iPhone Wi-Fi failures caused by battery heat?
One Apple iPhone user speculates that problems with Wi-Fi might be caused by heat problems inside his smartphone. Refrigerating your iPhone is not the answer.
iPhone Atlas has already covered a number of complaints from iPhone users about iPhone OS 2.2.1.
Frequently, faulty Wi-Fi connections were the source of these complaints. Recently, that problem has resurfaced, and one user is linking the Wi-Fi problems to heat generated by the iPhone and its battery.
A discussion in the Apple forum describes a problem in which some iPhones are randomly dropping Wi-Fi signals, then failing to reconnect to any network for a period of time.
Many people think that the problem is caused by the iPhone overheating, and some go so far as to place their iPhone into a refrigerator to speed up the cooling process. (We don't suggest that you do the same; refrigerating your iPhone could cause water damage and void your warranty.) We recommend letting the iPhone cool at room temperature for 30 to 60 minutes, or until cool to the touch.
Apple Discussions user ScottieWil goes a step further and actually opened his iPhone to apply a nitrogen stick directly to the relevant chip. His Wi-Fi immediately returned to working order. ScottieWil researched the problem further and said in one of his posts:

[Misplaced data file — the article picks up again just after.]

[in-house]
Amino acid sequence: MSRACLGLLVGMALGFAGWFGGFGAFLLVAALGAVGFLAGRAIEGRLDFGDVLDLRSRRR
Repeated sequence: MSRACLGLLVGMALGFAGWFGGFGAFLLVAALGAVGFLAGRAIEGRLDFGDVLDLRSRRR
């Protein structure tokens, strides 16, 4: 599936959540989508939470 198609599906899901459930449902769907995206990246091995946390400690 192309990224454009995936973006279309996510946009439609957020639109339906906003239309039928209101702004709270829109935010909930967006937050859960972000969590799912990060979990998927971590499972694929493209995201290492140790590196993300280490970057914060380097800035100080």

I have now found the common factor in my Wi-Fi working and not working...its charge level of the battery. If the cell is under 50 percent, Wi-Fi just works...if it's above, it has problems. If the charge level is 90 percent or more, and I try to use Wi-Fi, the phone can reboot with(out) warning.
This, as I said before, may be the cell not being able to provide the current demand of the phone.
He also suggested that the iPhone's battery is very sensitive to temperature, which explains why Wi-Fi would work temporarily when the phone was cool, but not later, after the phone heated up.
Due to the varied nature of Wi-Fi problems reported, we suggest that you follow some of the troubleshooting tips we wrote about previouslyand before contacting AppleCare.
If the tips above fail to resolve the problem, some people on the same discussion thread are reporting that AppleCare is replacing iPhones experiencing this heating problem. However, Apple is doing so only after the iPhone is examined at a local Apple store.
If you or someone you know has experienced this problem, let us know in the comments.